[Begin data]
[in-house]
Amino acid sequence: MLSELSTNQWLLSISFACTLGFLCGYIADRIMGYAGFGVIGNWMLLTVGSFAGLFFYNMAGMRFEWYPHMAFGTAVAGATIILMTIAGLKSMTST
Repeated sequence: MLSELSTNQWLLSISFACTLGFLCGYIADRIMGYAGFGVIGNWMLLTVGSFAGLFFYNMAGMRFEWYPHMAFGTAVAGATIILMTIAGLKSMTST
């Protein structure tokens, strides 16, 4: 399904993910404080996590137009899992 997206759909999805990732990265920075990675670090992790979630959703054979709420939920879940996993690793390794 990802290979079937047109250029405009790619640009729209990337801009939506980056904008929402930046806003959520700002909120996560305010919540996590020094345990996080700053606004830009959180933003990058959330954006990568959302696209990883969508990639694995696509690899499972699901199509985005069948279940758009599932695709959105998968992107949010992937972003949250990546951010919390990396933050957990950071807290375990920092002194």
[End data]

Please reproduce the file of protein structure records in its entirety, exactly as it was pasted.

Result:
[in-house]
Amino acid sequence: MLSELSTNQWLLSISFACTLGFLCGYIADRIMGYAGFGVIGNWMLLTVGSFAGLFFYNMAGMRFEWYPHMAFGTAVAGATIILMTIAGLKSMTST
Repeated sequence: MLSELSTNQWLLSISFACTLGFLCGYIADRIMGYAGFGVIGNWMLLTVGSFAGLFFYNMAGMRFEWYPHMAFGTAVAGATIILMTIAGLKSMTST
């Protein structure tokens, strides 16, 4: 399904993910404080996590137009899992 997206759909999805990732990265920075990675670090992790979630959703054979709420939920879940996993690793390794 990802290979079937047109250029405009790619640009729209990337801009939506980056904008929402930046806003959520700002909120996560305010919540996590020094345990996080700053606004830009959180933003990058959330954006990568959302696209990883969508990639694995696509690899499972699901199509985005069948279940758009599932695709959105998968992107949010992937972003949250990546951010919390990396933050957990950071807290375990920092002194």